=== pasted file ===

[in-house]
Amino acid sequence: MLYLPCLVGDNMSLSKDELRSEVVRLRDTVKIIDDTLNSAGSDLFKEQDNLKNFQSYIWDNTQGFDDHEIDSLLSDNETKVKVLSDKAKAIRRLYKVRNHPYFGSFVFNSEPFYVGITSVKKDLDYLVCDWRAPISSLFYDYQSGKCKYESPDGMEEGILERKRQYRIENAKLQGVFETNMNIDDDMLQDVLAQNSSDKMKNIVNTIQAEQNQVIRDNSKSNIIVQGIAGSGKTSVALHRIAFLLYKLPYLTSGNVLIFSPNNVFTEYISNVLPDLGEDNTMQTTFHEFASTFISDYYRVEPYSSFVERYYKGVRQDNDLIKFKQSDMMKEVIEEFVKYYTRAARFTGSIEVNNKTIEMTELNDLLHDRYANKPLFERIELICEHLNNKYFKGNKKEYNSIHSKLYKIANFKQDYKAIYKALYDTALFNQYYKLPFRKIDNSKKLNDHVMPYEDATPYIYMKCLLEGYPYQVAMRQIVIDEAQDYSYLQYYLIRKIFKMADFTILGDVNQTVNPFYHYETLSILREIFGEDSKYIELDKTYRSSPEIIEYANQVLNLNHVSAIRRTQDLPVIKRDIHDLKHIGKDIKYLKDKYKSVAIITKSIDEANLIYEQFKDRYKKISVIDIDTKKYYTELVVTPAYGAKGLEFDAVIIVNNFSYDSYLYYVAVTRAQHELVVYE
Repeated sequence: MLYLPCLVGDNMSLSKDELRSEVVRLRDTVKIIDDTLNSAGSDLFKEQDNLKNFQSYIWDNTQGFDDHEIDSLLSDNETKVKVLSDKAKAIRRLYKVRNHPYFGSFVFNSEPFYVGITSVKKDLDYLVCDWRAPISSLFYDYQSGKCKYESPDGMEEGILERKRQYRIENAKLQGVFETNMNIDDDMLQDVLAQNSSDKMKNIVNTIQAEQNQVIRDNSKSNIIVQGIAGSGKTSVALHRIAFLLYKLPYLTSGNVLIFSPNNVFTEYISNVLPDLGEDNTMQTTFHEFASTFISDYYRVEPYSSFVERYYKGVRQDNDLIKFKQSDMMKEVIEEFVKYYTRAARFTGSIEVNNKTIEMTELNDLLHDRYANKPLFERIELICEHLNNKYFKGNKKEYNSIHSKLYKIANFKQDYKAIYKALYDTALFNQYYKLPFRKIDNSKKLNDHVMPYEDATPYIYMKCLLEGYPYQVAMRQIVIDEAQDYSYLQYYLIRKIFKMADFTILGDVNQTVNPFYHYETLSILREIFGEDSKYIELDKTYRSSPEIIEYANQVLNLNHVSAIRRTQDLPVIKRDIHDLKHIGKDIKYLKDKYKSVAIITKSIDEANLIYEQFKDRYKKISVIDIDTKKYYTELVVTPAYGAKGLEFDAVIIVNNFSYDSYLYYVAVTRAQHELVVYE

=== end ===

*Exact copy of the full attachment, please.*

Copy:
[in-house]
Amino acid sequence: MLYLPCLVGDNMSLSKDELRSEVVRLRDTVKIIDDTLNSAGSDLFKEQDNLKNFQSYIWDNTQGFDDHEIDSLLSDNETKVKVLSDKAKAIRRLYKVRNHPYFGSFVFNSEPFYVGITSVKKDLDYLVCDWRAPISSLFYDYQSGKCKYESPDGMEEGILERKRQYRIENAKLQGVFETNMNIDDDMLQDVLAQNSSDKMKNIVNTIQAEQNQVIRDNSKSNIIVQGIAGSGKTSVALHRIAFLLYKLPYLTSGNVLIFSPNNVFTEYISNVLPDLGEDNTMQTTFHEFASTFISDYYRVEPYSSFVERYYKGVRQDNDLIKFKQSDMMKEVIEEFVKYYTRAARFTGSIEVNNKTIEMTELNDLLHDRYANKPLFERIELICEHLNNKYFKGNKKEYNSIHSKLYKIANFKQDYKAIYKALYDTALFNQYYKLPFRKIDNSKKLNDHVMPYEDATPYIYMKCLLEGYPYQVAMRQIVIDEAQDYSYLQYYLIRKIFKMADFTILGDVNQTVNPFYHYETLSILREIFGEDSKYIELDKTYRSSPEIIEYANQVLNLNHVSAIRRTQDLPVIKRDIHDLKHIGKDIKYLKDKYKSVAIITKSIDEANLIYEQFKDRYKKISVIDIDTKKYYTELVVTPAYGAKGLEFDAVIIVNNFSYDSYLYYVAVTRAQHELVVYE
Repeated sequence: MLYLPCLVGDNMSLSKDELRSEVVRLRDTVKIIDDTLNSAGSDLFKEQDNLKNFQSYIWDNTQGFDDHEIDSLLSDNETKVKVLSDKAKAIRRLYKVRNHPYFGSFVFNSEPFYVGITSVKKDLDYLVCDWRAPISSLFYDYQSGKCKYESPDGMEEGILERKRQYRIENAKLQGVFETNMNIDDDMLQDVLAQNSSDKMKNIVNTIQAEQNQVIRDNSKSNIIVQGIAGSGKTSVALHRIAFLLYKLPYLTSGNVLIFSPNNVFTEYISNVLPDLGEDNTMQTTFHEFASTFISDYYRVEPYSSFVERYYKGVRQDNDLIKFKQSDMMKEVIEEFVKYYTRAARFTGSIEVNNKTIEMTELNDLLHDRYANKPLFERIELICEHLNNKYFKGNKKEYNSIHSKLYKIANFKQDYKAIYKALYDTALFNQYYKLPFRKIDNSKKLNDHVMPYEDATPYIYMKCLLEGYPYQVAMRQIVIDEAQDYSYLQYYLIRKIFKMADFTILGDVNQTVNPFYHYETLSILREIFGEDSKYIELDKTYRSSPEIIEYANQVLNLNHVSAIRRTQDLPVIKRDIHDLKHIGKDIKYLKDKYKSVAIITKSIDEANLIYEQFKDRYKKISVIDIDTKKYYTELVVTPAYGAKGLEFDAVIIVNNFSYDSYLYYVAVTRAQHELVVYE